Organically fertilized onions (Allium cepa L.): effects of the fertilizer placement method on quercetin content and soil nitrogen dynamics.

Research showing that quercetin concentration in onions was not significantly affected by organic or inorganic nitrogen source but that variation between years was significant.

Year of Publication2008

Field-cured onions cv. Hyskin (Allium cepa L.) supplied with organic nitrogen fertilizer were studied. The fertilizer was applied by broadcasting and harrowing, broadcasting and rotary cultivation, or placement between rows. Nitrogen dynamics were monitored throughout the growing season by soil sampling. Variation in quercetin content in the onion scales was analyzed by HPLC. The organically fertilized onions were compared with inorganically fertilized onions grown in the same field. Inoculation with arbuscular mycorrhizal fungi (AMF) in the row at sowing or during commercial transplant production was tested but did not significantly affect mycorrhizal root colonization levels in the field. Onions that received no fertilizer at all or that had fertilizer placed between rows had better establishment, probably due to more favourable soil nitrogen concentrations for seedling emergence. Broadcast application led to higher nitrogen concentration in the root zone, resulting in fewer but larger individual onions. Quercetin levels were not significantly altered as a result of nitrogen fertilizer source (inorganic or organic), application method, or mycorrhizal inoculation. However, variation between years was significant, with quercetin levels in 2004 almost twice as high as those in 2005.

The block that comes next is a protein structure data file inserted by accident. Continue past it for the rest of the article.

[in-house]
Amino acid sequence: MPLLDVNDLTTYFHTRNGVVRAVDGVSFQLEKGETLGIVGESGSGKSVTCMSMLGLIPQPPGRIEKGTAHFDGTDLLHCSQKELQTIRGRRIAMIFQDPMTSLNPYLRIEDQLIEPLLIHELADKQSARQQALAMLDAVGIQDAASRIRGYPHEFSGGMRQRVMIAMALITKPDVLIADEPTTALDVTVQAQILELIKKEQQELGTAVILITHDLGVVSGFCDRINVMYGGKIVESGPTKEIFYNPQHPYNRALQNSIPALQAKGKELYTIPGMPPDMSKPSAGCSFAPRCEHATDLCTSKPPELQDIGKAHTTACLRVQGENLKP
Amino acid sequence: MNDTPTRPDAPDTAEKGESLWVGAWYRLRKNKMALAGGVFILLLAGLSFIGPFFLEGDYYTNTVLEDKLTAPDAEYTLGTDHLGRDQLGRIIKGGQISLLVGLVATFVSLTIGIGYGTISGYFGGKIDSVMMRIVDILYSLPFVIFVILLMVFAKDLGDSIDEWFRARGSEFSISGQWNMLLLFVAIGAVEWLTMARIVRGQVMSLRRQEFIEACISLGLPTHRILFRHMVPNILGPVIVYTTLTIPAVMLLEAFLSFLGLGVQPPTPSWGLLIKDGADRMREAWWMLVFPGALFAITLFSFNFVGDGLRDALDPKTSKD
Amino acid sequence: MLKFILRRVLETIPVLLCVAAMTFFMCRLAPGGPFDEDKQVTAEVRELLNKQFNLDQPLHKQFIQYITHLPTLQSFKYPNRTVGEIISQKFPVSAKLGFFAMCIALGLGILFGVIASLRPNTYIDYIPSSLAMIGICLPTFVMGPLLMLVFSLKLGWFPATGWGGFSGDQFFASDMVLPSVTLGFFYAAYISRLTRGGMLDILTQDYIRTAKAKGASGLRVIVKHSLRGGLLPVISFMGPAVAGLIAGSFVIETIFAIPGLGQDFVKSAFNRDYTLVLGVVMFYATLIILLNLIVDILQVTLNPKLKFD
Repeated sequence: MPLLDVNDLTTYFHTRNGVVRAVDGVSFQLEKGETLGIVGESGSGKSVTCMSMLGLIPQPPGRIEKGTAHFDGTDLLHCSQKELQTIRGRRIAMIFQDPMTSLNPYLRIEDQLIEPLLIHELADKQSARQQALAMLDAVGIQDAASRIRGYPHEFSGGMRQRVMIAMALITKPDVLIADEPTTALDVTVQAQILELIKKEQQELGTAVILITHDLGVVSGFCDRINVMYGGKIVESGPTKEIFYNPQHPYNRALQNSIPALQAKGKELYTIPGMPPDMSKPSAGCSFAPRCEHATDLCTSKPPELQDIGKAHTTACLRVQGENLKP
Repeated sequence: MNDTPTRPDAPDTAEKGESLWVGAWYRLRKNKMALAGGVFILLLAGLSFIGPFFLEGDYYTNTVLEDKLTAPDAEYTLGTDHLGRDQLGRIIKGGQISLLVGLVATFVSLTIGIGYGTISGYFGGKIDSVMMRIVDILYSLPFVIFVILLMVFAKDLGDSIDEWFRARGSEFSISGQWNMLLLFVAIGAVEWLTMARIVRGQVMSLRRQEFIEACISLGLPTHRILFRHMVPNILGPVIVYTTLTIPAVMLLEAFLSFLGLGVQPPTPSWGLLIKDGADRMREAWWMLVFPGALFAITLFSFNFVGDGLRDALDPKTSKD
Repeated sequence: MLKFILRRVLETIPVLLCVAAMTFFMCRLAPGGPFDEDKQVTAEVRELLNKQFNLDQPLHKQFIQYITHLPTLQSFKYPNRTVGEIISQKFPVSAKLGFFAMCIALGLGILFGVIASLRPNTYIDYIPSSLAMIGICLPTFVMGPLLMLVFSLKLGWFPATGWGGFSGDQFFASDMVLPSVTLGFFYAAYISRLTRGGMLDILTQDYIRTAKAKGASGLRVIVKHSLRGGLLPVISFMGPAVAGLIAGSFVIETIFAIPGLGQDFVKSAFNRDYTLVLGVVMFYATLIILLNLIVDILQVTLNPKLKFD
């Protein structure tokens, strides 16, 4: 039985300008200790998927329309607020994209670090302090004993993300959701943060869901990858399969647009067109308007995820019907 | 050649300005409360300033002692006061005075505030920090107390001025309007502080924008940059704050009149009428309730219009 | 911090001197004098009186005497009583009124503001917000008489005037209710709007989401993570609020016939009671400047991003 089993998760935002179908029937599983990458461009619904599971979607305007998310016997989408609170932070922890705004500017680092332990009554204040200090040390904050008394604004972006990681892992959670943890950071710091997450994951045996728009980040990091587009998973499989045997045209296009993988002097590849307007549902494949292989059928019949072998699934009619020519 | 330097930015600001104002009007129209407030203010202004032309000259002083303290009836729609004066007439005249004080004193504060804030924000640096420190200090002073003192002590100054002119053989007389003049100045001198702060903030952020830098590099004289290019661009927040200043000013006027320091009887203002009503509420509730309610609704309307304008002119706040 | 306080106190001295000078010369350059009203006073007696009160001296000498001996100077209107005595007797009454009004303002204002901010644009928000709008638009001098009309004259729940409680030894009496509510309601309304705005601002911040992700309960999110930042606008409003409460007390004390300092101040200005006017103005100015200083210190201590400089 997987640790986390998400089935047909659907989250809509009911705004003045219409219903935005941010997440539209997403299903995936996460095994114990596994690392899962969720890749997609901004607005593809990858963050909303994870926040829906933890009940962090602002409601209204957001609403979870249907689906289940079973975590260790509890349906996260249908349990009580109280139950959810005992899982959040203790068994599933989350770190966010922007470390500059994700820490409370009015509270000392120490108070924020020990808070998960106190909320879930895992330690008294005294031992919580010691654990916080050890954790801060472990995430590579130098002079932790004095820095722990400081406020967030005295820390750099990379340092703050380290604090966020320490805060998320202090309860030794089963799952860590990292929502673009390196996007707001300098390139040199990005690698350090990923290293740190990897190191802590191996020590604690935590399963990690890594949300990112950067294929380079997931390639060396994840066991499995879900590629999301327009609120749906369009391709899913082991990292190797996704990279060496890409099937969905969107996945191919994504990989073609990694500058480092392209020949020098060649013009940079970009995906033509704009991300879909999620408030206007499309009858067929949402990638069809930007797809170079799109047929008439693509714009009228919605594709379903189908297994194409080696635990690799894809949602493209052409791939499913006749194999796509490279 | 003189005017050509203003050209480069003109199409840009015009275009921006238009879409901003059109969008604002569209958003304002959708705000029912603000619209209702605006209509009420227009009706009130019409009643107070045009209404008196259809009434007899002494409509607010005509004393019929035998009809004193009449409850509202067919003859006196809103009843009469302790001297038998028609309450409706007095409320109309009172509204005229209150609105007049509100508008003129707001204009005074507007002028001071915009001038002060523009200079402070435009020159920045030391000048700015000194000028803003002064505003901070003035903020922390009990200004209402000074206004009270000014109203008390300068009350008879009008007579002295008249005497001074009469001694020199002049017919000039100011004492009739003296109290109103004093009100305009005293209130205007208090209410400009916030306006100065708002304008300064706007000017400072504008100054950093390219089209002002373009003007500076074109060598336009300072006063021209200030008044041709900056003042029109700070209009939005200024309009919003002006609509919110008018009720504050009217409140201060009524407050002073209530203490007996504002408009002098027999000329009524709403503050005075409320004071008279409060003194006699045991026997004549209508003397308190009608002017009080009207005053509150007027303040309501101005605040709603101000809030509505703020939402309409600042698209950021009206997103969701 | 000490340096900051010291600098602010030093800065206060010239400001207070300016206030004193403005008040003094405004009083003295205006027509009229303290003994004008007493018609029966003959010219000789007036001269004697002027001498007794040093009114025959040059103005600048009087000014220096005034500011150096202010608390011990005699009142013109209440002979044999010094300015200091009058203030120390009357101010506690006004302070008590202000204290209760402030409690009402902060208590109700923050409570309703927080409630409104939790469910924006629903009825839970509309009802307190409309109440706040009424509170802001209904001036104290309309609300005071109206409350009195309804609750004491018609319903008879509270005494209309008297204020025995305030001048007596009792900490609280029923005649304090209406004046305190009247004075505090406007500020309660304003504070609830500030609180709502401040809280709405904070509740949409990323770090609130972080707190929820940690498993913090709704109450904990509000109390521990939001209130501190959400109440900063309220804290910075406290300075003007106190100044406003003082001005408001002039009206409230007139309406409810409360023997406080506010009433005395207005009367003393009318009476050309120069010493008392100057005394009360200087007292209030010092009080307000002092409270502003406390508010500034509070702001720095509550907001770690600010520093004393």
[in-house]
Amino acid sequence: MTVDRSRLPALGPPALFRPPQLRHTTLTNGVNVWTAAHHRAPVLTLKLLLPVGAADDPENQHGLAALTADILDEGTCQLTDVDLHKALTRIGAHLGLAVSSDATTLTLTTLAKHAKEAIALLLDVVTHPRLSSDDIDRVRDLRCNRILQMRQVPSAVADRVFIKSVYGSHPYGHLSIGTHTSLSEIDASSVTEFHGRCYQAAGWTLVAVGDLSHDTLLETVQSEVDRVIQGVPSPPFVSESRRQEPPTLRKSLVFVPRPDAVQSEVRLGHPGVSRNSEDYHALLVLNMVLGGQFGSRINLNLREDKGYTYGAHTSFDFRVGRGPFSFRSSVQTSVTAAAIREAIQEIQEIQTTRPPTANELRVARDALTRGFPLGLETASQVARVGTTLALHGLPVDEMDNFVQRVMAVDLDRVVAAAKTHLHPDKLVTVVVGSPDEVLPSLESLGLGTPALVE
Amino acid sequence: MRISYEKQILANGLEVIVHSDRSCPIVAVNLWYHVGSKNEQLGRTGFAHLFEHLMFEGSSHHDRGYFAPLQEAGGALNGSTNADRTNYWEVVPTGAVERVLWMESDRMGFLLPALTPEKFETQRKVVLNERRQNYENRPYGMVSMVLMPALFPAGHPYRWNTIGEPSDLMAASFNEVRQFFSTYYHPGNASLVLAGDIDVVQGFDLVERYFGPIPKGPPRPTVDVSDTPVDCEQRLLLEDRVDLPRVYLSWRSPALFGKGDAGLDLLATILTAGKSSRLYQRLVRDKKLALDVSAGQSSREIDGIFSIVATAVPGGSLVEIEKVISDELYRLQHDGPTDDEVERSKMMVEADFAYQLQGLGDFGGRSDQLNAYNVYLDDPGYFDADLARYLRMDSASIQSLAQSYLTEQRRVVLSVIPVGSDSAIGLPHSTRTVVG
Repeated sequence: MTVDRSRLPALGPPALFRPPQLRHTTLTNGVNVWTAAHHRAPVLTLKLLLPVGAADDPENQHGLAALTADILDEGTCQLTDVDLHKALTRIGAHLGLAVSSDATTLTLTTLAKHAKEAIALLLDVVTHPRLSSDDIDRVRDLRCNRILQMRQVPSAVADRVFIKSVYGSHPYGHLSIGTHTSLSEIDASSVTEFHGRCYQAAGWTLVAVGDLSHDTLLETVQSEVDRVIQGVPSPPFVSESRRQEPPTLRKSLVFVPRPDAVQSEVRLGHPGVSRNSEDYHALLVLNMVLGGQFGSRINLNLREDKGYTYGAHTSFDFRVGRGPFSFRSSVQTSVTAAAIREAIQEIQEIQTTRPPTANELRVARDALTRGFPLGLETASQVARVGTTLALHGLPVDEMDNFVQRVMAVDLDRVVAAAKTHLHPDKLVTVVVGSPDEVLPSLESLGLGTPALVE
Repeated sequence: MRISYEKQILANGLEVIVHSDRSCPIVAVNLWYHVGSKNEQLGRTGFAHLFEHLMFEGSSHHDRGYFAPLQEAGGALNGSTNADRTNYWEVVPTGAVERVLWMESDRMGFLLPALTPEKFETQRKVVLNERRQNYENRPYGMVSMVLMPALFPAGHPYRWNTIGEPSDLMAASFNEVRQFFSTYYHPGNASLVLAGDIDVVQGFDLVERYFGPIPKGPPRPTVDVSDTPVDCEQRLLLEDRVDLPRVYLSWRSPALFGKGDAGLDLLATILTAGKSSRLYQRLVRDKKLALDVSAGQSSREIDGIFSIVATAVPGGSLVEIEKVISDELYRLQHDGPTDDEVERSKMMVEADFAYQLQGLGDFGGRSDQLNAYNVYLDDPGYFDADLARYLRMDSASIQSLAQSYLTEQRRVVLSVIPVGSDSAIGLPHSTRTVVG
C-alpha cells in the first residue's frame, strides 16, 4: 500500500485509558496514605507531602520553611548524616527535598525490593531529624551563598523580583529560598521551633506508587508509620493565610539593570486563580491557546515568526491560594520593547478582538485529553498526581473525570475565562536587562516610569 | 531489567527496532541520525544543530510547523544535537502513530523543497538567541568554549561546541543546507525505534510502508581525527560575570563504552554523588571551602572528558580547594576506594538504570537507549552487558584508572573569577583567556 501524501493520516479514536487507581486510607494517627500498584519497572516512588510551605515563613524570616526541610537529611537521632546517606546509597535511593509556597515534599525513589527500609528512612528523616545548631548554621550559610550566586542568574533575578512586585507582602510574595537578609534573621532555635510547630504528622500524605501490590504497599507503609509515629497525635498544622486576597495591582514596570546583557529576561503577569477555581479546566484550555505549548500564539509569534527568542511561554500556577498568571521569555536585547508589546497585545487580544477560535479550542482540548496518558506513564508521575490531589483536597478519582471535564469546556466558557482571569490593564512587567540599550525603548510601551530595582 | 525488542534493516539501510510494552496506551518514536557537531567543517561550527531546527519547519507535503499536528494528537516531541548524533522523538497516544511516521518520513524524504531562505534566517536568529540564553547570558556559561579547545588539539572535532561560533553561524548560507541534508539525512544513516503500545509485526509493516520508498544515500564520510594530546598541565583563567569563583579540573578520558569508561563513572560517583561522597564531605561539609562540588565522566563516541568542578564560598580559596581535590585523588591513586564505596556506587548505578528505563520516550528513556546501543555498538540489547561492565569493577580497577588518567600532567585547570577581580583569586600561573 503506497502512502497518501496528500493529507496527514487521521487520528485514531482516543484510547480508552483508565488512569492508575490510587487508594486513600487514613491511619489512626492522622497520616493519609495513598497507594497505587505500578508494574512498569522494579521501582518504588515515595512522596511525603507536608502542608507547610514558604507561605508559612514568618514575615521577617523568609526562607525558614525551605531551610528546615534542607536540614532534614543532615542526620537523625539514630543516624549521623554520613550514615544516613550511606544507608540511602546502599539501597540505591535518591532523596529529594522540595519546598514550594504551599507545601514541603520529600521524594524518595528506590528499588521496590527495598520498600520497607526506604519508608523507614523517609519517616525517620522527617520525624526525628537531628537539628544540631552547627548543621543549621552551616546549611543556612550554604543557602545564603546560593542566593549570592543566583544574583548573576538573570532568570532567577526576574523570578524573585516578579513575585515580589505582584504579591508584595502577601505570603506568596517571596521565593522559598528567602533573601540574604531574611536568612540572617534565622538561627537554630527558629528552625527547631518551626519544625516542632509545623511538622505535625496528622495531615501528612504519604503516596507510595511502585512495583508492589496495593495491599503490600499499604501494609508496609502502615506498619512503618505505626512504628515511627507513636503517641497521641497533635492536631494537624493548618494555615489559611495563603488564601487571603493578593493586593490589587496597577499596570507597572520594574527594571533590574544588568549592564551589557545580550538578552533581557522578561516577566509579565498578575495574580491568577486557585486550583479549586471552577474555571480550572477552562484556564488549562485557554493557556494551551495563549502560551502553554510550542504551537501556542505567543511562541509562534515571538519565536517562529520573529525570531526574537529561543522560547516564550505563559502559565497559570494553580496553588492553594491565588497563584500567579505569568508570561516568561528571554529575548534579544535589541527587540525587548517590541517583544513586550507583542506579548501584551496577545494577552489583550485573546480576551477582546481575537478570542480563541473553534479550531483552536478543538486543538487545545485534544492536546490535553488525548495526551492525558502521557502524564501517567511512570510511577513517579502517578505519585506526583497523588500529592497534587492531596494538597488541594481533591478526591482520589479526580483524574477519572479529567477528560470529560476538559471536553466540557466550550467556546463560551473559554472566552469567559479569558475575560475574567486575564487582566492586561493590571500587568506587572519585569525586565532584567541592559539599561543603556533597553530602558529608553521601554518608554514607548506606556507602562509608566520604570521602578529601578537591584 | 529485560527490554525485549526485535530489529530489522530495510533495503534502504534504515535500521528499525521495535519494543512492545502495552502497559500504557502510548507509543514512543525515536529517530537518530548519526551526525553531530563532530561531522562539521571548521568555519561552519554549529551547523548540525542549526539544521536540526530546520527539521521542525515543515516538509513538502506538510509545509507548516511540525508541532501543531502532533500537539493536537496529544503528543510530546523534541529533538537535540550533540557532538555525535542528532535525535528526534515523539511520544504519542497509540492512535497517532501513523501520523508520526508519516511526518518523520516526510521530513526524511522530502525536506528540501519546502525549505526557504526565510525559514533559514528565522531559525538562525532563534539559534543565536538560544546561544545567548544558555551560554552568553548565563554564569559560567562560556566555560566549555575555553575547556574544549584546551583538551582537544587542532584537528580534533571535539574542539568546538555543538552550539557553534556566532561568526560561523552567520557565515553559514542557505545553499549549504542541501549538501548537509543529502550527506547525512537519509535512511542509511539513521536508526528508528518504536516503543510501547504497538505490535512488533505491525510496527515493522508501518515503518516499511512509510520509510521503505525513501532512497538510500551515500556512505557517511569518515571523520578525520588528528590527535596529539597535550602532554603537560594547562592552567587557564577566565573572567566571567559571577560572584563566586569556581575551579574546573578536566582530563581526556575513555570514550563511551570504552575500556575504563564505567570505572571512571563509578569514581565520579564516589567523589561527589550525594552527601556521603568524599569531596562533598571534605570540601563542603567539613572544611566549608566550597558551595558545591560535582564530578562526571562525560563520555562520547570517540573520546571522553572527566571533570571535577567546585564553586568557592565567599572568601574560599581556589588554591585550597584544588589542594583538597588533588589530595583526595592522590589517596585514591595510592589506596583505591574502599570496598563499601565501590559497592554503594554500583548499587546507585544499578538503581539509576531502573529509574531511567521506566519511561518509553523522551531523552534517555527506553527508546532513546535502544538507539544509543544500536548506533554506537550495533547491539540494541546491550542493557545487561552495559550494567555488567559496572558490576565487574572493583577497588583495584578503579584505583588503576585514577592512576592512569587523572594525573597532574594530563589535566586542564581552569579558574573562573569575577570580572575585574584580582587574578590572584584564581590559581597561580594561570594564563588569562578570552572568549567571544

Mogren, LW, Siri Caspersen, Marie E. Olsson and Ulla E. Gertsson (2008) "Organically fertilized onions (Allium cepa L.): effects of the fertilizer placement method on quercetin content and soil nitrogen dynamics."Journal of Agricultural and Food Chemistry 56 (2) pp 361-367

This item is categorised as follows

Additional keywords/tags

vegetable crops
Error: The remote server returned an unexpected response: (302) Found.

What Next...?

This is a brief summary of an item in the OpenFields Library. This free online library contains items of interest to practitioners and researchers in the agricultural and landbased industries.

In early 2017, OpenFields Library content will be migrated to its successor site, Farming and Food Futures.